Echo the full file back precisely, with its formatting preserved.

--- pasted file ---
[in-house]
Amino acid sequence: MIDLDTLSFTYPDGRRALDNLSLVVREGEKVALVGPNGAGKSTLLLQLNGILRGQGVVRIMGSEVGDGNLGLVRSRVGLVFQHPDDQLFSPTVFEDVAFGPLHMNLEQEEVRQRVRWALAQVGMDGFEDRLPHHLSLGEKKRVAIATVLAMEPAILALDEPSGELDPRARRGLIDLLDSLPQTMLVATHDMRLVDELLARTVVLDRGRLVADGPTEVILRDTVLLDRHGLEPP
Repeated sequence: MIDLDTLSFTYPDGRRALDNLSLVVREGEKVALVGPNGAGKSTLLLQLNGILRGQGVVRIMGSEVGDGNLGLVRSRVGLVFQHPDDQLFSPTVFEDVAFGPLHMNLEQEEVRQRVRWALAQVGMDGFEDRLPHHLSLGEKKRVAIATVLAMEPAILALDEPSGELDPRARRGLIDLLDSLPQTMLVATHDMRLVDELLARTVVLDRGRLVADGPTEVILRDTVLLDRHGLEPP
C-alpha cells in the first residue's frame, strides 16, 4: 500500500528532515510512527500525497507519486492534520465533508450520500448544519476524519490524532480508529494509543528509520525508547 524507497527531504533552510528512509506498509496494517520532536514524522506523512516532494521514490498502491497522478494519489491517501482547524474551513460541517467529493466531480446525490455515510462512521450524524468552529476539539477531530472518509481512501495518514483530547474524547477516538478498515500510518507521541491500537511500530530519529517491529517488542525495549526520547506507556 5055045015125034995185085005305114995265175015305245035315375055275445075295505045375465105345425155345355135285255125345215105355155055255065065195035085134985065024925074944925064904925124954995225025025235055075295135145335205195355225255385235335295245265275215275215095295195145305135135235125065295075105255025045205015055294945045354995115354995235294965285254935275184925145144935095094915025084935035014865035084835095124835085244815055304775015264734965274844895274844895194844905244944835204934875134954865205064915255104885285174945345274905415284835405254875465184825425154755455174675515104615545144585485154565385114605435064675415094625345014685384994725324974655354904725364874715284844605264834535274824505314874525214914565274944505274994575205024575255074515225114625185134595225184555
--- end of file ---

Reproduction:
[in-house]
Amino acid sequence: MIDLDTLSFTYPDGRRALDNLSLVVREGEKVALVGPNGAGKSTLLLQLNGILRGQGVVRIMGSEVGDGNLGLVRSRVGLVFQHPDDQLFSPTVFEDVAFGPLHMNLEQEEVRQRVRWALAQVGMDGFEDRLPHHLSLGEKKRVAIATVLAMEPAILALDEPSGELDPRARRGLIDLLDSLPQTMLVATHDMRLVDELLARTVVLDRGRLVADGPTEVILRDTVLLDRHGLEPP
Repeated sequence: MIDLDTLSFTYPDGRRALDNLSLVVREGEKVALVGPNGAGKSTLLLQLNGILRGQGVVRIMGSEVGDGNLGLVRSRVGLVFQHPDDQLFSPTVFEDVAFGPLHMNLEQEEVRQRVRWALAQVGMDGFEDRLPHHLSLGEKKRVAIATVLAMEPAILALDEPSGELDPRARRGLIDLLDSLPQTMLVATHDMRLVDELLARTVVLDRGRLVADGPTEVILRDTVLLDRHGLEPP
C-alpha cells in the first residue's frame, strides 16, 4: 500500500528532515510512527500525497507519486492534520465533508450520500448544519476524519490524532480508529494509543528509520525508547 524507497527531504533552510528512509506498509496494517520532536514524522506523512516532494521514490498502491497522478494519489491517501482547524474551513460541517467529493466531480446525490455515510462512521450524524468552529476539539477531530472518509481512501495518514483530547474524547477516538478498515500510518507521541491500537511500530530519529517491529517488542525495549526520547506507556 5055045015125034995185085005305114995265175015305245035315375055275445075295505045375465105345425155345355135285255125345215105355155055255065065195035085134985065024925074944925064904925124954995225025025235055075295135145335205195355225255385235335295245265275215275215095295195145305135135235125065295075105255025045205015055294945045354995115354995235294965285254935275184925145144935095094915025084935035014865035084835095124835085244815055304775015264734965274844895274844895194844905244944835204934875134954865205064915255104885285174945345274905415284835405254875465184825425154755455174675515104615545144585485154565385114605435064675415094625345014685384994725324974655354904725364874715284844605264834535274824505314874525214914565274944505274994575205024575255074515225114625185134595225184555